Over time Fisher’s honesty grew into advocacy, working with her mother to raise money for mental health services. That was just one way Fisher worked to help others with mental illnesses. She urged them to get treatment, saying that she did not necessarily like it, but did it because she had to. Just by going through social media these past few days, I learned that Fisher had an advice column on The Guardian, “Carrie Fisher: Advice From the Dark Side” for people suffering from mental illness.

In her last column, she responded to a young adult suffering from a bipolar disorder. Fisher closed with “As difficult as it seems like it can be, you’re ahead of the game. You’re doing more than I did at your age, and that’s courageous. You don’t have to like doing a lot of what you do, you just have to do it. You can let it all fall down and feel defeated and hopeless and that you’re done. But you reached out to me – that took courage. Now build on that. Move through those feelings and meet me on the other side. As your bipolar sister, I’ll be watching. Now get out there and show me and you what you can do.” It’s that kind of compassion and generosity that made her a hero to many who do not know or care about Star Wars.

Still, even though her life went well beyond Princess Leia, Fisher accepted that Star Wars was so big, so iconic, and so pervasive that she would always have that association. Even in Wishful Drinking, she wrote that “Remember the white dress I wore all through the first movie? Unless you didn’t see Star Wars, in which case, why are you still reading this?” So she embraced Star Wars, the fans, and everything that went with it, while still noting the absurdity of it all. Being Carrie Fisher, she could poke fun at the franchise with some bite, but in a loving way, most notably when she presented Chewbacca with a Lifetime Achievement MTV Movie Award and her roast of George Lucas at his American Film Institute Lifetime Award dinner. My favorite is her guest appearance on “30 Rock,” where she avoided all Star Wars references until the very end when she pleads “Help me Liz Lemon, You’re my only hope!”.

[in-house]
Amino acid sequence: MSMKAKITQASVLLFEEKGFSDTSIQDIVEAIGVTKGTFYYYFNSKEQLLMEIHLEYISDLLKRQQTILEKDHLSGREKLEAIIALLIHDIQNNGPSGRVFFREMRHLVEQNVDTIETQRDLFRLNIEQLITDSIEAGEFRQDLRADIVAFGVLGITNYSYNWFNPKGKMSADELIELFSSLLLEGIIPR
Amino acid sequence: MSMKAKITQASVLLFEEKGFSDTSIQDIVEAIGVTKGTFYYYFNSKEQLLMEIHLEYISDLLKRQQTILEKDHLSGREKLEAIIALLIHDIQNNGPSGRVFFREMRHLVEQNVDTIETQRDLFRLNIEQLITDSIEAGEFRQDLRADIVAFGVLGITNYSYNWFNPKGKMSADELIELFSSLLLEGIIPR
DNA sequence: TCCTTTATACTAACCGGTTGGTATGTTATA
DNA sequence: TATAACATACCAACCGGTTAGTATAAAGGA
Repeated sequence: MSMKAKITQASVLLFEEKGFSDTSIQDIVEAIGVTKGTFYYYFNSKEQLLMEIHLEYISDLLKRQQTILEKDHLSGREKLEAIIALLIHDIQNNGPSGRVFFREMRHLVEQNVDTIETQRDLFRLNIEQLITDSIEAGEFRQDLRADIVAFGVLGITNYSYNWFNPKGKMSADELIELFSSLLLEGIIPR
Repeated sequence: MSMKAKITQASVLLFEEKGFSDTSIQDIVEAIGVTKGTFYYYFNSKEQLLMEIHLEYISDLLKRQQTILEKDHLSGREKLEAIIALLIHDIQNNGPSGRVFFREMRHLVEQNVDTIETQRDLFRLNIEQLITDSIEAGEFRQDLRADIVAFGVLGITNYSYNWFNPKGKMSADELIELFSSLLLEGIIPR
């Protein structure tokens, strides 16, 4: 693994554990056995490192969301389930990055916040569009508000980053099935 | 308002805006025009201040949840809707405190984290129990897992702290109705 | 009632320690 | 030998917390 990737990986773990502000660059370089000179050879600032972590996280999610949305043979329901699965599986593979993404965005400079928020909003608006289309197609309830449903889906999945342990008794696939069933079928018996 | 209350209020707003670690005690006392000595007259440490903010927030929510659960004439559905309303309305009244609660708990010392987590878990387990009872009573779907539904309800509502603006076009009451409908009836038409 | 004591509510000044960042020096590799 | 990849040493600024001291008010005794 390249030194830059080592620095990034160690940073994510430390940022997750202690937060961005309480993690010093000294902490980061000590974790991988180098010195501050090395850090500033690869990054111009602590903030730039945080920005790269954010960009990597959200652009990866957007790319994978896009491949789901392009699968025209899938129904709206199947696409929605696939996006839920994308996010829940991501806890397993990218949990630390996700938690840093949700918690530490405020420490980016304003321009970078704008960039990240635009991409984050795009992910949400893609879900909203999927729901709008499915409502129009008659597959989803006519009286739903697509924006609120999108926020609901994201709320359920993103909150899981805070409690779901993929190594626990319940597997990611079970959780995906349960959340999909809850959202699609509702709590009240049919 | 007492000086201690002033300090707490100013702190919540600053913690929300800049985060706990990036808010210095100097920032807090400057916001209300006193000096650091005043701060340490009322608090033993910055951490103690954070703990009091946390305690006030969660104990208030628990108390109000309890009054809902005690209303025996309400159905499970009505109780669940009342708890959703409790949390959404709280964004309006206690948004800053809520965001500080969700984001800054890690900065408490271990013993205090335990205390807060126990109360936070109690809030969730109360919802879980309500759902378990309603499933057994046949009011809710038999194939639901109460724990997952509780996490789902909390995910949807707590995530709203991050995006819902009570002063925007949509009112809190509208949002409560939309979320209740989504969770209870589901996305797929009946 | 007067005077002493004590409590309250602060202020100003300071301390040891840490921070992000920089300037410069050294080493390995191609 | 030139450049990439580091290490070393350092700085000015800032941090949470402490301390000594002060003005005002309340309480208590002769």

Along with the rest of Star Wars Nation, I was overjoyed to see her return to Princess Leia in The Force Awakens. Now a General, Leia is older and wiser, but still in charge. Han went back to smuggling and Luke disappeared, but Leia, as always, is focused on the mission. Fisher’s spirit is still there, and her chemistry with Ford remained. Their scenes together are among the most affecting in the film. We can draw a tiny bit of comfort that Fisher completed her work on Episode VIII, and we can see her one more time as Leia next December. It’s not nearly enough; there was still so much more for Fisher to do and say.

And so I go back to that November 2012 night in New Jersey. My brother Aaron and his wife Sabrina had named their first-born daughter Leah. Yes, the name was spelled differently, and ostensibly it was for a relative. But we all knew who she was really named after. For years Sabrina has run an annual Jewish book festival, and for years Aaron and I had been urging her to book Fisher. Finally, she was able to make it happen. When Fisher’s car service from the airport fell through, my brother eagerly offered to play chauffeur. Sabrina grudgingly agreed, and I wanted to come along. Aaron told me that it would be weird to have a man with her driver who was there for no discernible reason.

I waited with my wife Sarit, Sabrina, Leah, my nephews, my father, and my stepmother. Fisher arrived and was wonderful. She gave a marvelous talk and was her witty, irreverent, candid self in the Q&A. My niece lit up when she saw Fisher, who addressed her autograph to Leah with “To my namesake ...” Sarit had her sign a Star Wars T-Shirt (that Sarit was wearing). Fisher gave an autograph to everyone there who wanted one, including me (Actually, I got three. Just saying). Since now she had some idea who I was, Aaron agreed I could ride shotgun while he drove her to the hotel.

Carrie Fisher signing autographics
for my niece and nephews

During the drive it was Fisher asking the questions. Aaron is a therapist who treats people with substance abuse and mental health issues. Fisher, given her own background, was eager to hear about Aaron’s work. Meanwhile, I was still sitting there speechless, not fully believing I was in a car with Princess Leia.

We arrived at the hotel. While my mind was still blank, I realized that I would never get this chance again. So I went up to her and told her how much Star Wars meant to me, how much Leia meant to me, and thanked her. She smiled, thanked me back, and gave me a hug.

Last May, a journalist asked Fisher how she would like to be remembered and she replied, “That I was a crazy, blurred, charismatic, weird, aging, kind person.” I’ll remember her as all of that, and much more. I’ll remember her honesty, charity, warmth and humor. Most of all, I’ll remember a woman who became a legend on screen, who stayed endearingly human off screen, and who hugged a shy fan four years ago.

Carrie Fisher and I trying to get in the same frame.

Adam Spector
January 1, 2017